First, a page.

Starting a two-person book club with my friend Josh, where we get together to eat and discuss the book, along with politics, religion, and everything under the sun. I call them our “save the world” sessions because we sort through the miasma of current events and decide on the proper way to fix them. If only D.C. would listen in!
Bar trivia with Jenny and her cousins. Weren’t close to winning, but reminded me I should do bar trivia more.
Had neighbors over for dinner, which reminded me we should have neighbors over for dinner more.
Continued playing ultimate frisbee Sunday afternoons when I was able, and loving the feeling of a perfectly thrown touchdown.
Got to facilitate two dozen very cute interviews between 3rd graders for a local history project at my library.
Saw the Cubs lose to the Brewers at Wrigley Field on a cold and rainy day. Highlights within that include seeing two of Jenny’s cousins there, and Nick Offerman walking directly past us after singing “Take Me Out to the Ballgame”.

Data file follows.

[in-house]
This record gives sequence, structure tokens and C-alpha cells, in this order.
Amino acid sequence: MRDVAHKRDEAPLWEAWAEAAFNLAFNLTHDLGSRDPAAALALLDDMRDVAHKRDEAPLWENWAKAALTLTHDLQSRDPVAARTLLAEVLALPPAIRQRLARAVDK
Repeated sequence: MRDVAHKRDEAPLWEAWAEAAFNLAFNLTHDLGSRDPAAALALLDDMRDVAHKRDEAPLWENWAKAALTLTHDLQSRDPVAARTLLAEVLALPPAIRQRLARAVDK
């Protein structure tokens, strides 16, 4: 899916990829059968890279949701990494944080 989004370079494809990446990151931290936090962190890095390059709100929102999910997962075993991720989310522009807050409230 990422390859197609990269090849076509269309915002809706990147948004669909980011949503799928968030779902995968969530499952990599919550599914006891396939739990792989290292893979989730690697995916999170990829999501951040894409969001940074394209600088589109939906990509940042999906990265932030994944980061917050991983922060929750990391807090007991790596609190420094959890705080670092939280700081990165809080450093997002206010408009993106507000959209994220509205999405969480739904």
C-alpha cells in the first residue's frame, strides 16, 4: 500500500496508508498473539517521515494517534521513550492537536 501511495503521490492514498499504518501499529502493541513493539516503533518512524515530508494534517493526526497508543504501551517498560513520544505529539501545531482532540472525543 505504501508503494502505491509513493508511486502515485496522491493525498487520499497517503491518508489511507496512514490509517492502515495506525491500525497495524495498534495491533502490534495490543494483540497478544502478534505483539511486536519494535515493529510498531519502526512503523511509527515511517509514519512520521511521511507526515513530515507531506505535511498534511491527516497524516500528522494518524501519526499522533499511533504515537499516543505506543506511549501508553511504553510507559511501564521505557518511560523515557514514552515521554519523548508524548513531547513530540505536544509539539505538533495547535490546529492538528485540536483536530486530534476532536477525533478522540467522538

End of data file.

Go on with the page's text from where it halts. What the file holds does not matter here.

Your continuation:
Went to my first local ward meeting, in a post-election effort to become more civically engaged.
Had a quick and haphazard solo recording session of some of my songs. Won’t be able to use most of it, but it reminded me of the agony and ecstasy of recording.
Called or hung out with several friends, new and old, to catch up and get to know each other, all of which I appreciate.
Drove to Toronto for a family wedding. The 8-hour drive wasn’t so great, but being there for the first time was.
Convened with family in Cape May, NJ, for a reunion of sorts, then caravanned to Elkins, WV, for grandma’s memorial service. Saw lots of extended family for the first time and got to hang with my cousins’ kids, who grow too fast.
Played golf for the first time in at least 15 years in Elkins the morning of the memorial. Grateful for my cousin’s husband’s caddying and encouragement the whole rushed 9. Sank one sweet putt and had one great approach shot, otherwise: A for effort.